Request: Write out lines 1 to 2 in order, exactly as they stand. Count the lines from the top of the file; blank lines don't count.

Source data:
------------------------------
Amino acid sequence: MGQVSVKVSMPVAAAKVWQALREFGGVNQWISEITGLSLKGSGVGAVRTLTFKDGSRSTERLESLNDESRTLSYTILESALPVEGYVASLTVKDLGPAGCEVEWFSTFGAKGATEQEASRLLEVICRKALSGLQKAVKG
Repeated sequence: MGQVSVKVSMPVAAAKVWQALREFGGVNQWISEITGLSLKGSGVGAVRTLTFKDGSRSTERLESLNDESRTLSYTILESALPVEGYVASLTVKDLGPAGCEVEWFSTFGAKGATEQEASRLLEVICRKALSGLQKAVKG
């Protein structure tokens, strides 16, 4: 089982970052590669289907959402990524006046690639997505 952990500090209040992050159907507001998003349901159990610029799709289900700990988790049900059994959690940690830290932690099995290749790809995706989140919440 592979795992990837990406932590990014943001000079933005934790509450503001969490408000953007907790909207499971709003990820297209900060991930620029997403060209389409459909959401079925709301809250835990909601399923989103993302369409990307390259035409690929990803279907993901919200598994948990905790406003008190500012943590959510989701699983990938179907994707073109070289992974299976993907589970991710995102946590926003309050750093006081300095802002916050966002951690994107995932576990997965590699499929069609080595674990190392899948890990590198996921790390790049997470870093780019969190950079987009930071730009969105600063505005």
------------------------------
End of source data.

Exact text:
Amino acid sequence: MGQVSVKVSMPVAAAKVWQALREFGGVNQWISEITGLSLKGSGVGAVRTLTFKDGSRSTERLESLNDESRTLSYTILESALPVEGYVASLTVKDLGPAGCEVEWFSTFGAKGATEQEASRLLEVICRKALSGLQKAVKG
Repeated sequence: MGQVSVKVSMPVAAAKVWQALREFGGVNQWISEITGLSLKGSGVGAVRTLTFKDGSRSTERLESLNDESRTLSYTILESALPVEGYVASLTVKDLGPAGCEVEWFSTFGAKGATEQEASRLLEVICRKALSGLQKAVKG